What Customers Value … and Are Willing to Pay for

by Jake Poinier

art_featured_customers1As business people, we like to believe we’ve got a pretty good idea of what our clients want. But a recent survey by Hinge Marketing, a Reston, VA-based branding and marketing company that specializes in professional services firms, may have you rethinking some of your assumptions. How Buyers Buy: Architecture/Engineering/ Construction Services involved interviews with purchasers of A/E/C services as well as interviews or surveys of the firms that they selected—a total of 522 respondents in all.

“We perform a lot of primary research, although it was the first time we’d done this particular survey to assess the gaps between buyers and sellers,” says Sylvia Montgomery, CPSM, a senior partner at Hinge. “In a prior study, we found that high-growth, high-profit professional services firms had a good understanding of their target clients, and the more they knew about their clients, the faster they were growing. The high-growth study was designed to figure out what high-growth firms were doing, what was working well, and what can be learned from them.”


Montgomery calls attention to a few notable gaps between seller and buyer opinions on the most important factor in a purchase decision. Customer service, for example, was ranked the highest by sellers at 38%, while just 4% of buyers mentioned it as a deciding factor. Similarly, importance of experience ranked second among sellers, at 33%, while just 10% of buyers agreed. This does not imply that customer service and experience are not important, but rather they are not as important to buyers.

In buyers’ minds, ‘a good reputation’ was the runaway winner as the deciding factor in a purchase—cited by 32% of the respondents—while only 11% of the sellers gave the same answer.

“I think these results very much reflect the industry as a whole—architecture, engineering, construction—and all the flavors in between,” Montgomery says.

“The industry thinks if we just do a good job, people will find out. Well, the truth is that you need to do a good job, but you develop that reputation by letting other people know about the types of work and projects your firm handles. Are you educating clients and helping them understand best practices? Are you informing them that your company doesn’t just do painting, but a wider range of other services? Can you effectively convey your value, and not just your price?”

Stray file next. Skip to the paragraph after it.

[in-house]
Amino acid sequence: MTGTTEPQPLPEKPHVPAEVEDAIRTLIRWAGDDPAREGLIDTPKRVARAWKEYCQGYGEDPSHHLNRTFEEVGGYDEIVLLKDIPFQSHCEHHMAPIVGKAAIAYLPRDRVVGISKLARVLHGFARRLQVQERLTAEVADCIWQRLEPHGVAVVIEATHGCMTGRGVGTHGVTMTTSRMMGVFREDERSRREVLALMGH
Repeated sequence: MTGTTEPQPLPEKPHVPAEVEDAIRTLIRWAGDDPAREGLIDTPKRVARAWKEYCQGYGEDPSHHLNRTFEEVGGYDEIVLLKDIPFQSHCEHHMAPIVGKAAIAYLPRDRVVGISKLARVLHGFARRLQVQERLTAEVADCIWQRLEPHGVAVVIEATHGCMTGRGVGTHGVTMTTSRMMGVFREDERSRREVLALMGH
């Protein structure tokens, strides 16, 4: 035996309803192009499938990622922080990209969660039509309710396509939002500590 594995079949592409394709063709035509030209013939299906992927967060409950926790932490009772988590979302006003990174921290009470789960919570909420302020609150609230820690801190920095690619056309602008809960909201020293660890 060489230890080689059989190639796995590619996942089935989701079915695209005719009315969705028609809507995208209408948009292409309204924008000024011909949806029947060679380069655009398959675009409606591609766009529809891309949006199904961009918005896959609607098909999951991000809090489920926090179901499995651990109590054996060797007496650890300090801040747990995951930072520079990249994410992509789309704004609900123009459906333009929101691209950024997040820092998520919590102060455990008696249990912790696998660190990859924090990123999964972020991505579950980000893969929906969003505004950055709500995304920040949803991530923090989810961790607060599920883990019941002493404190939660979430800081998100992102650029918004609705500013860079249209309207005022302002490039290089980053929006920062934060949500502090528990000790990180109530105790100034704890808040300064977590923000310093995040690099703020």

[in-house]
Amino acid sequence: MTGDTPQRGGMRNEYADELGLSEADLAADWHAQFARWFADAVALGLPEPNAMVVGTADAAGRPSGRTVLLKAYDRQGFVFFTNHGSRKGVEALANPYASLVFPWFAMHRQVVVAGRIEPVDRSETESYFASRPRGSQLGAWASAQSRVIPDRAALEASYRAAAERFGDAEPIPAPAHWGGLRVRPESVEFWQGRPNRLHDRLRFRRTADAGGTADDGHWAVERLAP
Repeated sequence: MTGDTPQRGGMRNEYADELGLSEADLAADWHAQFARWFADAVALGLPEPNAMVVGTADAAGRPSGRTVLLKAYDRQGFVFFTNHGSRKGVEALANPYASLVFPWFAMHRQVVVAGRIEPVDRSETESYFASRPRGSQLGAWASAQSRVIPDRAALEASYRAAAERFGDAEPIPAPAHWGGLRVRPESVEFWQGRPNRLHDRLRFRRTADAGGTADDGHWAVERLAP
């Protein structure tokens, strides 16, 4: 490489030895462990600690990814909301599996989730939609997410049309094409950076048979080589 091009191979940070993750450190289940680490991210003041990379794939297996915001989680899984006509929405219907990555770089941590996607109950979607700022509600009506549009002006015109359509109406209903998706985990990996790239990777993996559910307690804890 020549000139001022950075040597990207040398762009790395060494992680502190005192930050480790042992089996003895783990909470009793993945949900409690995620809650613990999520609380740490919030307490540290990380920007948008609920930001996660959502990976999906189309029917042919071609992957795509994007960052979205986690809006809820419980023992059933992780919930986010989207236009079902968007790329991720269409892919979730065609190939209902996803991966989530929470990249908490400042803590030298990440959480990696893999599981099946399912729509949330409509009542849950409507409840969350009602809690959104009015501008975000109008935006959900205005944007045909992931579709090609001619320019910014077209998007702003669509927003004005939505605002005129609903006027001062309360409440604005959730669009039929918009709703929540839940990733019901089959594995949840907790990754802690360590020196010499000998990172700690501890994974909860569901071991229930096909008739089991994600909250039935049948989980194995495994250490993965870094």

In essence, experience and customer service are expected. “It’s like having credentials,” Montgomery says. “If you say you’re an engineer, of course you have an engineering degree. What our research shows is that the important thing above all is whether you can solve the client’s problem, and how you convey that.”


Montgomery suggests putting yourself in the buyer’s shoes. If you’re a commercial painter, that means understanding your target audience and, specifically, the person who is making the decision. Maybe it’s the office manager and their biggest issue is mitigating disruption of the employees in the space during the job. By understanding their primary concern, you have the opportunity to speak about your crew, experience, and awareness for surroundings. If you’re a residential painter, the client may be concerned about damage to the landscaping or dust being tracked around from sanding. Again, by understanding the homeowners’ concern, you can move the conversation away from painting as a commodity and more to the sensitivities your firm has around the living spaces.

One of the items that Hinge has learned from their research is that sellers often overestimate the importance of their services, unless they explain why the service is important or can be helpful. “Forget about what you care about as a service provider and focus on what your clients and prospects care about, and then frame your capabilities in that way,” Montgomery says. “It’s a much more powerful way of positioning than the traditional catchall list of services.”

Get the facts—free: for a free copy of How Buyers Buy: Architecture/Engineering/Construction Services, click on the A/E/C link under Clients & Industries at

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